Among the reviewers who wrote about a great talent of Irina Chistyakova weren’t only Russian prominent connoisseurs of art but also great people in art from the USA and a great number from other European countries.
One of the most prominent ballet reviewers of Russia V.M. Gaevsky called her «Ballerina Assoluta» which is the ultimate figure of merit for a ballet dancer. There are a lot of articles of art appreciation written about her where she is described as «a ballerina virtuosa not only regarding her techniques but also her artistic vision. In her well-thought-out roles she gains freedom through precision, her every single dance is a brilliantly performed and choreographed part.» (Inna Sklyarevskaya).
Technical abilities of Irina Chistyakova seem to be limitless; the most difficult leaps are in her control, as well as «vortex» dynamic spinning and phenomenal steadiness of the posing. Her theatrical characters have a wide range of different lines: starting from lyrics-romantic roles to the dramatic ones and even those of a sharp grotesque.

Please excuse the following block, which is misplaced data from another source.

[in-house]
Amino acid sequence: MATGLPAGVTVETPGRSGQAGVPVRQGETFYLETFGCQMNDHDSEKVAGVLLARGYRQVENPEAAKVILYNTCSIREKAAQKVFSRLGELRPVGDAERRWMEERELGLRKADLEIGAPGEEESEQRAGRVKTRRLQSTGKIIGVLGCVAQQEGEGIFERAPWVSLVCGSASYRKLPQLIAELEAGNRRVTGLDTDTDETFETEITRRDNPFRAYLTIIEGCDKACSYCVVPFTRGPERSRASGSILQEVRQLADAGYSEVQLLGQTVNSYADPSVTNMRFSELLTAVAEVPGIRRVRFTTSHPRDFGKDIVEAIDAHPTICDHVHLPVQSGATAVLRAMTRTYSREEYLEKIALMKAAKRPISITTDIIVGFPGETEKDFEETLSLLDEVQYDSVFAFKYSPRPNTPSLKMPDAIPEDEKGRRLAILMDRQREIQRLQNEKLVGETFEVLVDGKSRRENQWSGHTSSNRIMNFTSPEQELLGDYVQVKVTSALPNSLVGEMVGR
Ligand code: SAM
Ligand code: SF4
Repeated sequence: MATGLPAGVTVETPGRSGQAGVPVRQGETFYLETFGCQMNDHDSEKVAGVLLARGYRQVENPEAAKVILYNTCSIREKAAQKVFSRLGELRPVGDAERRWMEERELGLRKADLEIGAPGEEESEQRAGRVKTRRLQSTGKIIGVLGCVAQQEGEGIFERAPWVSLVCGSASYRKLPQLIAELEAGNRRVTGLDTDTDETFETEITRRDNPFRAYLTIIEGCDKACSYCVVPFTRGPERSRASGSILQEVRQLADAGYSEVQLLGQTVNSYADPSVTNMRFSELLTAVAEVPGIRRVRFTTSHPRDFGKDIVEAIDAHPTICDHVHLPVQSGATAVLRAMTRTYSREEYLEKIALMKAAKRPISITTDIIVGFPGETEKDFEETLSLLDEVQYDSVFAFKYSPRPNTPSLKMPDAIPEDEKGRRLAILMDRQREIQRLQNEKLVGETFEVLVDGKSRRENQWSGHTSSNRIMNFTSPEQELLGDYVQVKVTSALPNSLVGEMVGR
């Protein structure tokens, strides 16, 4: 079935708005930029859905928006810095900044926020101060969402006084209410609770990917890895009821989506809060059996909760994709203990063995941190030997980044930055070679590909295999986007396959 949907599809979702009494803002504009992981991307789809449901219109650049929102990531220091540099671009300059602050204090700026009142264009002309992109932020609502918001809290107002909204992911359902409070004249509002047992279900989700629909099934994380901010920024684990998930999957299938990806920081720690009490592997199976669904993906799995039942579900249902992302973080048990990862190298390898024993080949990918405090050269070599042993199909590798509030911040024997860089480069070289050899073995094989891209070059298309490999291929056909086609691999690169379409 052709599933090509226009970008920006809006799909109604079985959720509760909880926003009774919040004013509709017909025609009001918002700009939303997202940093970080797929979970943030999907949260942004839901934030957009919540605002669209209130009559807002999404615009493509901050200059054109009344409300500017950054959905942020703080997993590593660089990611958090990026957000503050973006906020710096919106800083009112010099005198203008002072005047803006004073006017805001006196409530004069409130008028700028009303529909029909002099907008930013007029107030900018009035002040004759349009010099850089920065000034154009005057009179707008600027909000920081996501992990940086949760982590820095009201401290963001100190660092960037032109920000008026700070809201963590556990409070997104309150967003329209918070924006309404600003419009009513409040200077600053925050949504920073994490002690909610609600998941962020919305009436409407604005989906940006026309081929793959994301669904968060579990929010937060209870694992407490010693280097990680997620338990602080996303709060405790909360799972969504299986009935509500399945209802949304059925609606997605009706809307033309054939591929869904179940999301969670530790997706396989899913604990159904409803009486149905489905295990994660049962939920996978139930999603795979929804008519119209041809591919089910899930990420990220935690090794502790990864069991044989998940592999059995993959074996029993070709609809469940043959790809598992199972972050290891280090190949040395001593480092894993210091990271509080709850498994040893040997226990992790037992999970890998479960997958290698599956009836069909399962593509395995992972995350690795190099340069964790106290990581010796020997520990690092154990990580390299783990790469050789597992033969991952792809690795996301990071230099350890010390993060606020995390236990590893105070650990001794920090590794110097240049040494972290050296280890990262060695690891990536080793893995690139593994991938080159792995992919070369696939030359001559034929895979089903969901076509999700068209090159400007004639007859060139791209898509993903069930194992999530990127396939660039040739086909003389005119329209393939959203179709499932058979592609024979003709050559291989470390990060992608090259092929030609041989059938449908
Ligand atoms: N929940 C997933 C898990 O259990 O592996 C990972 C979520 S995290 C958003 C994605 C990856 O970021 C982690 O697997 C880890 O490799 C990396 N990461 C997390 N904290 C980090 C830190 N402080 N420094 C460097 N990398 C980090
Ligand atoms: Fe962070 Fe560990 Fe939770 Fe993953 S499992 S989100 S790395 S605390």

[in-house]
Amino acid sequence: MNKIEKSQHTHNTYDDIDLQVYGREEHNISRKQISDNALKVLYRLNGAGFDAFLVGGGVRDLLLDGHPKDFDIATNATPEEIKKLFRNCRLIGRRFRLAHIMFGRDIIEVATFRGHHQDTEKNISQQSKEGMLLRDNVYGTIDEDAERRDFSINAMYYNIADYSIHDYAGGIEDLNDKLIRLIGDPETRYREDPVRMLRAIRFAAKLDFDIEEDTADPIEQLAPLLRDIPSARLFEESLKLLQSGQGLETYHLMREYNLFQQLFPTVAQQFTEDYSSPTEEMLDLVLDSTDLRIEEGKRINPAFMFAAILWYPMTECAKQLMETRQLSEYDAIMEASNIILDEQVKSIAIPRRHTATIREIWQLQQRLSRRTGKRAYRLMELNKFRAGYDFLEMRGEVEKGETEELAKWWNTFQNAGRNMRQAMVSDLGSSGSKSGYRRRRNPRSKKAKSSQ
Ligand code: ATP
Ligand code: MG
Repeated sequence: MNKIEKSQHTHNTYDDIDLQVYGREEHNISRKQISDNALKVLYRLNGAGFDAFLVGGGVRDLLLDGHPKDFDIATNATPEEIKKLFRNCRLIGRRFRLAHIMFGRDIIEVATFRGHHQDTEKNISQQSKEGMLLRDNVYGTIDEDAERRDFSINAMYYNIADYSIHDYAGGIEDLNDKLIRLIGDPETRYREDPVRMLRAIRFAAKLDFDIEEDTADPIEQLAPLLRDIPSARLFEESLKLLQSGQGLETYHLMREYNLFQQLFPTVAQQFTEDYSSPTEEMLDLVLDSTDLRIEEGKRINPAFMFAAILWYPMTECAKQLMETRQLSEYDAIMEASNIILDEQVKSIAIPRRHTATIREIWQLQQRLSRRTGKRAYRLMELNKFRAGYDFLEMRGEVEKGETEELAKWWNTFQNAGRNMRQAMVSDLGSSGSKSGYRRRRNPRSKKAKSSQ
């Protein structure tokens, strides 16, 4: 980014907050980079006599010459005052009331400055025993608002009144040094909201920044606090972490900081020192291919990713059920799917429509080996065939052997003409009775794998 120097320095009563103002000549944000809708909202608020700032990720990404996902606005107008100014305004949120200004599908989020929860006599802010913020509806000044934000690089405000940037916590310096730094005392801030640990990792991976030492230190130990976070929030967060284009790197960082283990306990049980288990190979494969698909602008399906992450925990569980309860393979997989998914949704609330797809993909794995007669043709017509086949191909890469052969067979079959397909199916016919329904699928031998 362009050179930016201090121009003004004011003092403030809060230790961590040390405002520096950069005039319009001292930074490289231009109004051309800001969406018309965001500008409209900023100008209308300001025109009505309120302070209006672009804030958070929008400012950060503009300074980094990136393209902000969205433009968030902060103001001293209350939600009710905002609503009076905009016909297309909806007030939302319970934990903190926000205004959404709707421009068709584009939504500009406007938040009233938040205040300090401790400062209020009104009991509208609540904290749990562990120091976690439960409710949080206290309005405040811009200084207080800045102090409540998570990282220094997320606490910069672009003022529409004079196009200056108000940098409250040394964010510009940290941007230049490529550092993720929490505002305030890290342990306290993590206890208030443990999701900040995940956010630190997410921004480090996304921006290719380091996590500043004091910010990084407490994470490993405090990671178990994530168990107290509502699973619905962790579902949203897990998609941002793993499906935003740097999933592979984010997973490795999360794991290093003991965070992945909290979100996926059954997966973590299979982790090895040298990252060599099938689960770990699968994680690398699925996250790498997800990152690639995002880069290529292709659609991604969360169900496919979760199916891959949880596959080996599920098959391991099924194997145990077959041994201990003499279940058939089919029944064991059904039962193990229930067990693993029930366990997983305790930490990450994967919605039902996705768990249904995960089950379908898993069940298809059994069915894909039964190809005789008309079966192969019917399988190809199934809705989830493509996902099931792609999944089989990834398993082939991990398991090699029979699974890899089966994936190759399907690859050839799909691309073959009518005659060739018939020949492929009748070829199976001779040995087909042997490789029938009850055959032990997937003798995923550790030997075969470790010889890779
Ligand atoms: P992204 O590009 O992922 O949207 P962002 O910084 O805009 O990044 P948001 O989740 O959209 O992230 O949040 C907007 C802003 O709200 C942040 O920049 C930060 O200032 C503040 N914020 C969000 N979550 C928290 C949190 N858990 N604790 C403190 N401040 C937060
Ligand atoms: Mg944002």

Cinderella by her sparkles all over; a little ragamuffin with the eyes of a fallow deer, she beatifically endures her sisters’ vagaries… But the most fascinating Chistyakova is in the ball scene. She is trembling, charmed by the dream and frightened to wake up from this fairy tale to the very moment of her big love duet with the Prince: only when she makes sure that this dream is the reality she is giving rein to her imagination and the choreography is fusing with the aesthetic delight… Chistyakova enriches this role with charming warmth which highly exalts her piece of creative work.»